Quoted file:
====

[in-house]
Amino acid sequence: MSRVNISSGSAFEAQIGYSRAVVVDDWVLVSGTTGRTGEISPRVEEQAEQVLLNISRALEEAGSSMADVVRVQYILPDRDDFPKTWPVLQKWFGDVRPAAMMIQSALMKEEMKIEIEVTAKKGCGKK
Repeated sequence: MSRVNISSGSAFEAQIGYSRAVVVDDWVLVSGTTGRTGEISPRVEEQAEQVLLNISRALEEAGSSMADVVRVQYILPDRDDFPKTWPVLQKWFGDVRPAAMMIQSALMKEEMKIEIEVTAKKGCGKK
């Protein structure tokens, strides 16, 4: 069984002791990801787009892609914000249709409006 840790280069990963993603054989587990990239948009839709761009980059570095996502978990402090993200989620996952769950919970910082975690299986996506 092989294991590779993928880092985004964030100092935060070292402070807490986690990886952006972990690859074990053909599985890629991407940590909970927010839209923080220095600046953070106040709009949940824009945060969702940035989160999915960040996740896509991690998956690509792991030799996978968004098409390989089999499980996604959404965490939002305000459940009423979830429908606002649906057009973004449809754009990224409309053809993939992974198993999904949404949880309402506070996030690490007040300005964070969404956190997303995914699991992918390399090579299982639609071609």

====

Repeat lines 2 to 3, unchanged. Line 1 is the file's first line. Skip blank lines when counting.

Amino acid sequence: MSRVNISSGSAFEAQIGYSRAVVVDDWVLVSGTTGRTGEISPRVEEQAEQVLLNISRALEEAGSSMADVVRVQYILPDRDDFPKTWPVLQKWFGDVRPAAMMIQSALMKEEMKIEIEVTAKKGCGKK
Repeated sequence: MSRVNISSGSAFEAQIGYSRAVVVDDWVLVSGTTGRTGEISPRVEEQAEQVLLNISRALEEAGSSMADVVRVQYILPDRDDFPKTWPVLQKWFGDVRPAAMMIQSALMKEEMKIEIEVTAKKGCGKK